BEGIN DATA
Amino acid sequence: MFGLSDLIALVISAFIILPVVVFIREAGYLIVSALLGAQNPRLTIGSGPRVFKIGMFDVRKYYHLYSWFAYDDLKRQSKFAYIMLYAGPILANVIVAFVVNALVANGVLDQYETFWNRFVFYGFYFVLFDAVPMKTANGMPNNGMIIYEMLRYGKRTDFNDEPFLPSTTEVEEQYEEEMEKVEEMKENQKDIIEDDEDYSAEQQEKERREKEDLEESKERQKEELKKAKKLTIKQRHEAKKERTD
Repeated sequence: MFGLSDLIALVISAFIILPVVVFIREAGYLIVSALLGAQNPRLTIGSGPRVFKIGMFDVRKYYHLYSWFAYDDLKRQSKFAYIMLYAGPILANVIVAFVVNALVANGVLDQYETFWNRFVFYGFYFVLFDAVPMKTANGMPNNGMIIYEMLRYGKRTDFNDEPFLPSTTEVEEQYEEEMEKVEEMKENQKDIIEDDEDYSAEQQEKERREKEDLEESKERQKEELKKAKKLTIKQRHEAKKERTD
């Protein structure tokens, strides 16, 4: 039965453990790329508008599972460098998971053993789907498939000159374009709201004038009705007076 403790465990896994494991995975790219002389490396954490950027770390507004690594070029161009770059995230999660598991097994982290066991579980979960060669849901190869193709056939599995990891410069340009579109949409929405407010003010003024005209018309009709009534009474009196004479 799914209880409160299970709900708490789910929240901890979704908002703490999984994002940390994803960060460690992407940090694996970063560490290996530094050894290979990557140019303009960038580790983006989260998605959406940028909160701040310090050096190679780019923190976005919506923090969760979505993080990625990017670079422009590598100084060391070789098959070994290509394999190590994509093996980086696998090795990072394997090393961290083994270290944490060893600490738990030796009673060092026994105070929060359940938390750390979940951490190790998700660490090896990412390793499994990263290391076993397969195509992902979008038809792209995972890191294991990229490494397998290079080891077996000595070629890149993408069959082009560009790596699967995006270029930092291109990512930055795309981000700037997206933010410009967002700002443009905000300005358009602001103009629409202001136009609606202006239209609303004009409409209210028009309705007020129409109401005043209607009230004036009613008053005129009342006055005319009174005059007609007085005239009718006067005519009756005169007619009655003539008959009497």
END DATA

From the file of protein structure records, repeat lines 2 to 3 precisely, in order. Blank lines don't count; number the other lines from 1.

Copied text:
Repeated sequence: MFGLSDLIALVISAFIILPVVVFIREAGYLIVSALLGAQNPRLTIGSGPRVFKIGMFDVRKYYHLYSWFAYDDLKRQSKFAYIMLYAGPILANVIVAFVVNALVANGVLDQYETFWNRFVFYGFYFVLFDAVPMKTANGMPNNGMIIYEMLRYGKRTDFNDEPFLPSTTEVEEQYEEEMEKVEEMKENQKDIIEDDEDYSAEQQEKERREKEDLEESKERQKEELKKAKKLTIKQRHEAKKERTD
């Protein structure tokens, strides 16, 4: 039965453990790329508008599972460098998971053993789907498939000159374009709201004038009705007076 403790465990896994494991995975790219002389490396954490950027770390507004690594070029161009770059995230999660598991097994982290066991579980979960060669849901190869193709056939599995990891410069340009579109949409929405407010003010003024005209018309009709009534009474009196004479 799914209880409160299970709900708490789910929240901890979704908002703490999984994002940390994803960060460690992407940090694996970063560490290996530094050894290979990557140019303009960038580790983006989260998605959406940028909160701040310090050096190679780019923190976005919506923090969760979505993080990625990017670079422009590598100084060391070789098959070994290509394999190590994509093996980086696998090795990072394997090393961290083994270290944490060893600490738990030796009673060092026994105070929060359940938390750390979940951490190790998700660490090896990412390793499994990263290391076993397969195509992902979008038809792209995972890191294991990229490494397998290079080891077996000595070629890149993408069959082009560009790596699967995006270029930092291109990512930055795309981000700037997206933010410009967002700002443009905000300005358009602001103009629409202001136009609606202006239209609303004009409409209210028009309705007020129409109401005043209607009230004036009613008053005129009342006055005319009174005059007609007085005239009718006067005519009756005169007619009655003539008959009497």